Many people hoped that the election of a black President of the United States would mark our entering a "post-racial" era, when we could finally put some ugly aspects of our history behind us.
That is quite understandable. But it takes two to tango. Those of us who want to see racism on its way out need to realize that others benefit greatly from crying racism. They benefit politically, financially, and socially.
Barack Obama has been allied with such people for decades. He found it expedient to appeal to a wider electorate as a post-racial candidate, just as he has found it expedient to say a lot of other popular things-- about campaign finance, about transparency in government, about not rushing legislation through Congress without having it first posted on the Internet long enough to be studied-- all of which turned to be the direct opposite of what he actually did after getting elected.
Those who were shocked at President Obama's cheap shot at the Cambridge police for being "stupid" in arresting Henry Louis Gates must have been among those who let their wishes prevail over the obvious implications of Obama's 20 years of association with the Reverend Jeremiah Wright. Anyone who can believe that Obama did not understand what the racist rants of Jeremiah Wright meant can believe anything.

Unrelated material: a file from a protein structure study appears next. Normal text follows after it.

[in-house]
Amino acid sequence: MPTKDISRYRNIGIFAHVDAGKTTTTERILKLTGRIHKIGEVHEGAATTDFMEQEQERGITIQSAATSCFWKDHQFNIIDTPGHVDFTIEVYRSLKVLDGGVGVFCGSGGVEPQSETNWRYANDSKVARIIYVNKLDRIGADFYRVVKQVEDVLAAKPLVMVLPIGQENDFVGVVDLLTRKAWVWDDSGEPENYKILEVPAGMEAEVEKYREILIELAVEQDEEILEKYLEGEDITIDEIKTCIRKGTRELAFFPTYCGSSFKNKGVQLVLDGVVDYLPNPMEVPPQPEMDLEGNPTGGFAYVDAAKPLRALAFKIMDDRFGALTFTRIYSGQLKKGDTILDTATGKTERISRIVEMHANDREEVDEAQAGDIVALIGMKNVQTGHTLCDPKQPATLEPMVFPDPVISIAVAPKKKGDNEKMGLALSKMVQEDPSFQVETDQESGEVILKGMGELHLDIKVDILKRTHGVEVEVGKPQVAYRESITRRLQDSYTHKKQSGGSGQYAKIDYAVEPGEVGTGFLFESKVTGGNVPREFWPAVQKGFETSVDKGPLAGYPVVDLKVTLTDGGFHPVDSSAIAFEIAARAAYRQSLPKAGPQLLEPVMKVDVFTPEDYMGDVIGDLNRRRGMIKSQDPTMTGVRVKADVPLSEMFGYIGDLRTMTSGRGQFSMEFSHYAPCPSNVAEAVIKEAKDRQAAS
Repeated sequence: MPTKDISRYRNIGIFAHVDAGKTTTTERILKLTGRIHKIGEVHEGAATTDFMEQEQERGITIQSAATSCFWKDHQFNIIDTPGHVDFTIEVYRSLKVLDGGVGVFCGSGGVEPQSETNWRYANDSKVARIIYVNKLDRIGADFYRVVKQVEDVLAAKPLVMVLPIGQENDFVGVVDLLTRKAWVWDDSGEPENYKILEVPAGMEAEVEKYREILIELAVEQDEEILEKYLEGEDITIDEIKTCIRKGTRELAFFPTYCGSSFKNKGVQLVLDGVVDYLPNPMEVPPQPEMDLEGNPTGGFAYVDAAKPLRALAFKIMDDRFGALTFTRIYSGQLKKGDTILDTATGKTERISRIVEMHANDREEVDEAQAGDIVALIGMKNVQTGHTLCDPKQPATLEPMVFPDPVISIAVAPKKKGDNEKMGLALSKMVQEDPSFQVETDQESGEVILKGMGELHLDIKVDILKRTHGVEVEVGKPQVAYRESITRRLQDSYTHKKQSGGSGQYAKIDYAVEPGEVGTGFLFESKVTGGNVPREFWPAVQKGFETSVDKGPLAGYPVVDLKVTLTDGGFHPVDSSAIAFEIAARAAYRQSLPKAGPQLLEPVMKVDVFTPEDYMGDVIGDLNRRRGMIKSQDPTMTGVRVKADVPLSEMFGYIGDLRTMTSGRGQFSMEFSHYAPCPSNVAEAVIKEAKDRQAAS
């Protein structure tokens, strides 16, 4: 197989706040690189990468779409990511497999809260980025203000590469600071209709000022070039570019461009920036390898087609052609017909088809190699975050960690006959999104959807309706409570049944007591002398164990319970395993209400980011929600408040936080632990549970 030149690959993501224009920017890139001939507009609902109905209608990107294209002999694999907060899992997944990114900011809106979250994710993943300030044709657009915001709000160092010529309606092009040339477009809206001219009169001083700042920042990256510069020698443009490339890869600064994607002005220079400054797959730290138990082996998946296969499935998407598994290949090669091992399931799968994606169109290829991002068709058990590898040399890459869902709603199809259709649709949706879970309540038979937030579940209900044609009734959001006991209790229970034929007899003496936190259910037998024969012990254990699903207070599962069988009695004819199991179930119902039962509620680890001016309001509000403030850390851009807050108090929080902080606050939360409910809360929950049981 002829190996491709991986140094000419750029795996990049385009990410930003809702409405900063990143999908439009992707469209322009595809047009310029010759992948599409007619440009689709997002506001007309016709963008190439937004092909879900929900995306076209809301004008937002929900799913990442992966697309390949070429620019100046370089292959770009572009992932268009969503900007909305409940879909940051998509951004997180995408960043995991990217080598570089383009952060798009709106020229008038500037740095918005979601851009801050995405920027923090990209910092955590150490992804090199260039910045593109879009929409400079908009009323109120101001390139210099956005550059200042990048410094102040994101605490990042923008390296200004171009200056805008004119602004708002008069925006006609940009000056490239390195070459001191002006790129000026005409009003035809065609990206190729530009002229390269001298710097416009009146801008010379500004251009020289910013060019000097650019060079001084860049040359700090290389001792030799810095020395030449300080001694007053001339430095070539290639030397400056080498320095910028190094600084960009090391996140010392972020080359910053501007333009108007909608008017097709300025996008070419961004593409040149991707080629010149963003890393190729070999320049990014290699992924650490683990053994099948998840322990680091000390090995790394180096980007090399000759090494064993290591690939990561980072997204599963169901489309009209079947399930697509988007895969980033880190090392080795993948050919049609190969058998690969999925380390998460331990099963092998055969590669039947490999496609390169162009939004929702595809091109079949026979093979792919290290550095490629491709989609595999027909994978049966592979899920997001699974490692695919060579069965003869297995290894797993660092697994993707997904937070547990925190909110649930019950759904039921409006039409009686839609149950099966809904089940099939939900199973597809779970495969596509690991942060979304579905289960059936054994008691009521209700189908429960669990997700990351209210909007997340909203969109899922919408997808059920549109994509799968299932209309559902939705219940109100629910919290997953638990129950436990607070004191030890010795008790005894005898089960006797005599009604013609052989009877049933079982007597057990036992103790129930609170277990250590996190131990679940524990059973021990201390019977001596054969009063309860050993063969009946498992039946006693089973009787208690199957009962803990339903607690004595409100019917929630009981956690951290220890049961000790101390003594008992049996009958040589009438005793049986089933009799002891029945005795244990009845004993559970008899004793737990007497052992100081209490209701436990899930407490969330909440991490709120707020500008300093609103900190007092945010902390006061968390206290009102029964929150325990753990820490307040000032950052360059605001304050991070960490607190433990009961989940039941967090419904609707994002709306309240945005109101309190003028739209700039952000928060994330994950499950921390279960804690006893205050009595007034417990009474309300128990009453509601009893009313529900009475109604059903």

With race-- as with campaign finance, transparency and the rest-- Barack Obama knows what the public wants to hear and that is what he has said. But his policies as president have been the opposite of his rhetoric, with race as with other issues.
As a state senator in Illinois, Obama pushed the "racial profiling" issue, so it is hardly surprising that he jumped to the conclusion that a policeman was racial profiling when in fact the cop was investigating a report received from a neighbor that someone seemed to be breaking into the house that Professor Gates was renting in Cambridge.
For those who are interested in facts-- and these obviously do not include President Obama-- there has been a serious study of racial profiling in a book titled "Are Cops Racist?" by Heather Mac Donald. Her analysis of the data shows how this issue has long been distorted beyond recognition by politics.
The racial profiling issue is a great vote-getter. And if it polarizes the society, that is a price that politicians are willing to pay in order to get votes. Academics who run black studies departments, as Professor Henry Louis Gates does, likewise have a vested interest in racial paranoia.